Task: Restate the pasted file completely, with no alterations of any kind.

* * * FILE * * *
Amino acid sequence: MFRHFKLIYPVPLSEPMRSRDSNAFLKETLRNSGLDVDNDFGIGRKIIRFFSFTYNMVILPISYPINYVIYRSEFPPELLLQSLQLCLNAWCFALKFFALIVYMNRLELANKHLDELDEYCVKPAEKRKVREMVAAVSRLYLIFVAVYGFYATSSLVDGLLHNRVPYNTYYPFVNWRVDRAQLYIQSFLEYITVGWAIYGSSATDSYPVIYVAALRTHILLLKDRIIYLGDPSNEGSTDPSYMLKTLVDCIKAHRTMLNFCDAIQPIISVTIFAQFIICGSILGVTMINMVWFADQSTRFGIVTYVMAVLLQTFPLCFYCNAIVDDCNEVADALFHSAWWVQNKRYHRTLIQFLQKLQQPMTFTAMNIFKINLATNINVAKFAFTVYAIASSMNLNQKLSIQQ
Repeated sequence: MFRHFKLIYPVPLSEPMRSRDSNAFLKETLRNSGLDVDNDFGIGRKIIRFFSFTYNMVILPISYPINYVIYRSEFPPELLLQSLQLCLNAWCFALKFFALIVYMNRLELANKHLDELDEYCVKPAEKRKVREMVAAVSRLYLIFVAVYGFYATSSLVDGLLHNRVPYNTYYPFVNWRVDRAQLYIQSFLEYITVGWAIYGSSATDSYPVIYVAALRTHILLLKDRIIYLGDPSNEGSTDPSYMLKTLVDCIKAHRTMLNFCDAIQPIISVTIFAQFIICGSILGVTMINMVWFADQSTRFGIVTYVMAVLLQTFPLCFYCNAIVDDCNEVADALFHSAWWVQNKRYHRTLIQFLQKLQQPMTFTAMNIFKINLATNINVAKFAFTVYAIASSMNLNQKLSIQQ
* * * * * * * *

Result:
Amino acid sequence: MFRHFKLIYPVPLSEPMRSRDSNAFLKETLRNSGLDVDNDFGIGRKIIRFFSFTYNMVILPISYPINYVIYRSEFPPELLLQSLQLCLNAWCFALKFFALIVYMNRLELANKHLDELDEYCVKPAEKRKVREMVAAVSRLYLIFVAVYGFYATSSLVDGLLHNRVPYNTYYPFVNWRVDRAQLYIQSFLEYITVGWAIYGSSATDSYPVIYVAALRTHILLLKDRIIYLGDPSNEGSTDPSYMLKTLVDCIKAHRTMLNFCDAIQPIISVTIFAQFIICGSILGVTMINMVWFADQSTRFGIVTYVMAVLLQTFPLCFYCNAIVDDCNEVADALFHSAWWVQNKRYHRTLIQFLQKLQQPMTFTAMNIFKINLATNINVAKFAFTVYAIASSMNLNQKLSIQQ
Repeated sequence: MFRHFKLIYPVPLSEPMRSRDSNAFLKETLRNSGLDVDNDFGIGRKIIRFFSFTYNMVILPISYPINYVIYRSEFPPELLLQSLQLCLNAWCFALKFFALIVYMNRLELANKHLDELDEYCVKPAEKRKVREMVAAVSRLYLIFVAVYGFYATSSLVDGLLHNRVPYNTYYPFVNWRVDRAQLYIQSFLEYITVGWAIYGSSATDSYPVIYVAALRTHILLLKDRIIYLGDPSNEGSTDPSYMLKTLVDCIKAHRTMLNFCDAIQPIISVTIFAQFIICGSILGVTMINMVWFADQSTRFGIVTYVMAVLLQTFPLCFYCNAIVDDCNEVADALFHSAWWVQNKRYHRTLIQFLQKLQQPMTFTAMNIFKINLATNINVAKFAFTVYAIASSMNLNQKLSIQQ